I was seventeen years old when I met Sarah, a petite, spunky girl with a big smile and hair cut in a Chelsea, dancing at a punk show. We became instant friends, not typical for me, an introvert with loner tendencies, but a testament to the force that was Sarah. We quickly became talk on the phone three times a day friends, discussing boys, clothes, and her Crohn’s disease. Sarah was sick, she was actually very sick. Though at seventeen I didn’t really understand that. And I think that was a good thing for both of us. So while there were punk shows, and house parties, much of our time together was spent at the Egleston Children’s hospital in Atlanta. I’d squeeze into the hospital bed next to her and we’d watch t.v. and talk and laugh. “Scratch my legs,” she’d request, and I’d comply. We were best friends.
I would drive to the hospital every day when I could. It was actually easier to see her there because it was halfway between her house and mine, and we lived over an hour apart. Eventually I moved even farther away to go to college in Athens, but I still made those trips to the hospital in Atlanta. I would do my best to encourage her when she was feeling horrible, and we made big plans for the future. We dreamed about being roommates once she was well enough, taking classes together at college. We were full of hope.
While Sarah battled her illness, I battled my own demons. Drugs, alcohol, and a general failure to love myself. But Sarah loved me and she wasn’t afraid to use “tough love.” I remember the night at a party when she told me point blank, if you don’t stop this, I don’t know that I can bear to continue to see you. I was less than a hundred pounds at the time, a skeletal 5′ 6″. I pulled my act together to some extent, and Sarah never followed through with her threat.
One day I got the idea that I should crochet Sarah a blanket. Something she could carry with her to and from the hospital, something to always remind her that she was loved. I’ve always slept hugging a blanket (and still do, much to the amusement of my husband). A security blanket, a “blankie.” My first was a blanket crocheted by my mom’s best friend Caroline, in yellow, green, and white. It lasted through my sixth year or so before it either disintegrated or was snuck away in the night by my parents. I have mixed memories of its actual demise, fact mingling with I’m sure some fiction.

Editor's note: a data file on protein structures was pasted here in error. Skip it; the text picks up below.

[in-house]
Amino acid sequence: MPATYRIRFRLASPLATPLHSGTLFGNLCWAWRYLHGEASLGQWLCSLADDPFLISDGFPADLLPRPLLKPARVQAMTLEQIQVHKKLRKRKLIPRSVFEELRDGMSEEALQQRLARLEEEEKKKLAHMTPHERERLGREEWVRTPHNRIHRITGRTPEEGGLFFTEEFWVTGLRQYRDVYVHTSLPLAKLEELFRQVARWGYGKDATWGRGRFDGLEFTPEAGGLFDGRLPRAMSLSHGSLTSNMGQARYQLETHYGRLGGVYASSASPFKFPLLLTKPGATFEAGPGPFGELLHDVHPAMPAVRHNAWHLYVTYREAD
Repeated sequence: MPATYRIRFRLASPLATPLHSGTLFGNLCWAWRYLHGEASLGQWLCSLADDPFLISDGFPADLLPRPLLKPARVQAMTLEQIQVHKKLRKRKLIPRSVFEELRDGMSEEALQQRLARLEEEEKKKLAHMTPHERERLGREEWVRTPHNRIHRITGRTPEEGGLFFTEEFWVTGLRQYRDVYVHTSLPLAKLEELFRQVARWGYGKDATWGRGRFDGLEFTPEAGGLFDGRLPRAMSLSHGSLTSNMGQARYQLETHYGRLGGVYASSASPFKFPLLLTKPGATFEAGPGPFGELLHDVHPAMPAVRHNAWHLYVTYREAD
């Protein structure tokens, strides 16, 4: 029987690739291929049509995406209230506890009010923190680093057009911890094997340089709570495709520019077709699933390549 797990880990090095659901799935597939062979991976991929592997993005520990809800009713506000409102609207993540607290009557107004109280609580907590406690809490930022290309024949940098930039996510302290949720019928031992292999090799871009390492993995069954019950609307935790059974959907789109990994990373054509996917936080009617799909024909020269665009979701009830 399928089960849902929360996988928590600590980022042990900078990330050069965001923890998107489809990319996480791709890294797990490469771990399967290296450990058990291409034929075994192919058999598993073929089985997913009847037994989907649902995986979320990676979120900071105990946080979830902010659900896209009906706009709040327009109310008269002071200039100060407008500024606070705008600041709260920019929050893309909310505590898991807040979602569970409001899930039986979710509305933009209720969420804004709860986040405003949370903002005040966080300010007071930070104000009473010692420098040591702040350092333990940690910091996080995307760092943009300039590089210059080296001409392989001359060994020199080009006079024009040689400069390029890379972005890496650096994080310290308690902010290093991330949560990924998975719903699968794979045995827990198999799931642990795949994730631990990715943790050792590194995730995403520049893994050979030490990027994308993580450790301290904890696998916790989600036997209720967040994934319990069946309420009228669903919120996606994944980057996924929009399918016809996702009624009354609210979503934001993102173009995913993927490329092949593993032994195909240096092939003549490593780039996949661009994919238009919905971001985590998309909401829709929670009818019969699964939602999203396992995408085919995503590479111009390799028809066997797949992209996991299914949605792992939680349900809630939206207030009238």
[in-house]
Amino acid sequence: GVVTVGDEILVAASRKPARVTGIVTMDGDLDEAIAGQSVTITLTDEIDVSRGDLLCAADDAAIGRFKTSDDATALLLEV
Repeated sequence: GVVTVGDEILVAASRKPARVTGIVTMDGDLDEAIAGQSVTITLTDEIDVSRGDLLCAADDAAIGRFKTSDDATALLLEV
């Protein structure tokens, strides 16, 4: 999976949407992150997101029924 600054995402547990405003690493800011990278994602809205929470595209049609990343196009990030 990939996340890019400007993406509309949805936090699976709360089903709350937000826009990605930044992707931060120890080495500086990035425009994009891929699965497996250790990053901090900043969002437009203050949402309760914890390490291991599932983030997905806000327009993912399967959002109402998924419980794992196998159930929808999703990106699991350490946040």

Sarah’s blanket was created from a bin of acrylic scraps that my stepmom, an avid crocheter, had given me. I declared it her blanket of many colors, and worked row after row of what I think were double crochets. Nothing fancy. That blanket simultaneously became both my masterpiece, and possibly the most unattractive object I have ever made. No one ever told me that it was ugly, Sarah certainly didn’t. I’m not sure that I even realized it at the time. It was my labor of love.
The weekend of Sarah’s funeral I slept on the floor of her bedroom surrounded by her out of town relatives. I hugged her blanket and sobbed. That was over eighteen years ago, and to write this, to remember her and what it felt like to lose her, the tears still come quickly. I felt lost without my friend.
In the weeks after Sarah died I changed my life dramatically, making a near 180. There was no returning to the life I lived before. It helped that I met Jonny during that time, and we were married about six months later. Of course that’s another story, one that is still playing out today.
My understanding of friendship, death, and love has changed and deepened over the years. I’ve experienced a good amount of all. And while her death left me feeling terribly alone all those years ago, I am fully confident that Sarah has been with me all along. I know that she is smiling through the veil at her little namesake, along with all the other dear ones whose names our Mae shares.
(Sarah and me in 1997)